5:44 jjs: rodnaph: http://stackoverflow.com/questions/1133770/how-do-i-convert-a-string-into-an-integer-in-javascript

5:45 rodnaph: jjs: thanks, but i'm ok with the parsing. but in clojure i'd use (Integer/parseInt), and clojurescript it'd be (js/parseInt) - so trying to get some code that supports both.

5:51 at the moment i'm going with require an include of "window.Integer = {parseInt: parseInt}" for compat.

5:53 jjs: rodnaph: https://github.com/emezeske/lein-cljsbuild/blob/master/doc/CROSSOVERS.md

5:55 rodnaph: maybe ;*CLJSBUILD-REMOVE*; could be bent to this purpose...

5:57 borkdude: I was experimenting a bit with reducers, and I wonder why this doesn't show a significant speedup: https://www.refheap.com/paste/14782

5:58 rodnaph: ;*CLJSBUILD-REMOVE*;"(js* "window.Integer = {parseInt: parseInt};")

5:58 oh!

5:58 jjs: rodnaph: No! Keep the code shared between languages in e.g. common/ , and keep a parsey_fun.clj in src/clj and parsey_fun.cljs in src/cljs ... then code in common can just require parsey-fun

6:03 rodnaph: hmm... that requires extra includes... for one fn it might be less magic to do it the dark magic way...

6:03 but i shall have a tinker - thanks for the advice jjs!

6:04 jjs: :)

8:57 xificurC: I have leiningen working through Git Bash on Windows. I can run "lein repl" from it and then connect to nrepl in Emacs by M-x nrepl. However when I try to open a .clj file in emacs and use nrepl-jack-in I get an error saying 'lein' is not recognized as an internal or external command. I understand this could be an issue with the script since it has no extension and windows has no idea what to do with it (hence it doenst recogniz

8:57 e it as an executable). Is there any workaround to this? And more importantly - is this needed? Do I have the same power in my hands if I just fire up nrepl from bash and then connect emacs to it through M-x nrepl?

8:58 Foxboron: xificurC: that is because i think Emacs is using cmd when it executes the eval command.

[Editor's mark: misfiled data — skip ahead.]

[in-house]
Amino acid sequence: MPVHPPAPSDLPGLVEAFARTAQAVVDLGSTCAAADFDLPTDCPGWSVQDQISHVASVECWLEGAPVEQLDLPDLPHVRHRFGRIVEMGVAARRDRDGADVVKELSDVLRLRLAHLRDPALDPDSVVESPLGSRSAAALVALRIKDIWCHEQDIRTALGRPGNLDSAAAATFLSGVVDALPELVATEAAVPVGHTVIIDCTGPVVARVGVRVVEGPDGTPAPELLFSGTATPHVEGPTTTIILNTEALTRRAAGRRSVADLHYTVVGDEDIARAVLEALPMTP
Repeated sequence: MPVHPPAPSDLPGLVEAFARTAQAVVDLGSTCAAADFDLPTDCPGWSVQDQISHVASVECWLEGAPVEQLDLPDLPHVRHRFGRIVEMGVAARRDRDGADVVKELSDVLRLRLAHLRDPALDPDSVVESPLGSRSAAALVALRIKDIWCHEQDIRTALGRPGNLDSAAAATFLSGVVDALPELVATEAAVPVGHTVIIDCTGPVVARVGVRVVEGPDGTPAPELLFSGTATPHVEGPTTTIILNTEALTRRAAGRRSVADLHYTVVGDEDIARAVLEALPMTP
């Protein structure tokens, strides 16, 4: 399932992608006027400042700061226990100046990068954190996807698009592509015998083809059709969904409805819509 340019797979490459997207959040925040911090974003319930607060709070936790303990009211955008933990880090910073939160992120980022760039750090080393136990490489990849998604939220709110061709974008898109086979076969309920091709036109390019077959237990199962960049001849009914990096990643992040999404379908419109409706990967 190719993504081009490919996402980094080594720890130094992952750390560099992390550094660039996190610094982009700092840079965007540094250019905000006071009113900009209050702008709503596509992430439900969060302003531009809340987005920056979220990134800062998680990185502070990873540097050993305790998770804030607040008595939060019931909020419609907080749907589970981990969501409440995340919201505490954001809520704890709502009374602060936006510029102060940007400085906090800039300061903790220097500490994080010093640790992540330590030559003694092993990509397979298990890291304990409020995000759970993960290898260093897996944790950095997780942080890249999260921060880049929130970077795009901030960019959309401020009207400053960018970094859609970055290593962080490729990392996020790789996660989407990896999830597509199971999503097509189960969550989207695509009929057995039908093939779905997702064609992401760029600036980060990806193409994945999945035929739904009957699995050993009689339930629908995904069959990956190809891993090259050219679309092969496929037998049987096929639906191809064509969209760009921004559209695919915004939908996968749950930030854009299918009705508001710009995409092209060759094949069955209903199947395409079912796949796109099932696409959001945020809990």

8:58 had the same problem, i didn't find a solution.

8:59 llasram: xificurC: You've got it. AFAIK, nrepl-jack-in just saves you the step of launching and managing the REPL process yourself

8:59 xificurC: Foxboron: thought so. And you can't change that? :(

8:59 Foxboron: xificurC: well, you could add lein to the PATH variable?

8:59 I am not sure how lein behaves in CMD.

8:59 tomoj: &`(~@[])

8:59 lazybot: ⇒ nil

9:00 xificurC: llasram: thanks, the less steps the better but if I wont find a solution at least it works

9:00 tomoj: is that nil in swearjure? :)

9:00 xificurC: Foxboron: I have it in my path but windows doesnt recognize a file like lein an executable

9:00 Foxboron: cmd wont run it either because windows only runs certain files as executables, e.g. .exe, .bat and so on

9:01 llasram: xificurC: You could set the command to `bash.xet lein` or whatnot

9:01 Er, s/xet/exe/

9:01 IamDrowsy: but there is an lein.bat file on github for windows users

9:01 Foxboron: IamDrowsy: when i was on windows it was broken, have it been fixed?

9:02 xificurC: IamDrowsy: that produced another error

9:02 IamDrowsy: last time i was on windows it worked for me

9:02 tomoj: &#_()

9:02 lazybot: java.lang.RuntimeException: EOF while reading

9:02 Foxboron: lein2 or lein1?

9:02 IamDrowsy: 2

9:04 llasram: tomoj: Practicing your Swearjure?

9:06 dnolen`: CLJS ObjMap deprecated http://github.com/clojure/clojurescript/commit/08489f39060be1097fa23abc8d5042c86e68dd4d

9:06 IamDrowsy: mh... i never had problems with it... but i did not try the most recent version... maybe technomancy knows something about it...

9:10 xificurC: IamDrowsy: installing leiningen usually worked on windows for me but getting emacs to work was usually a pain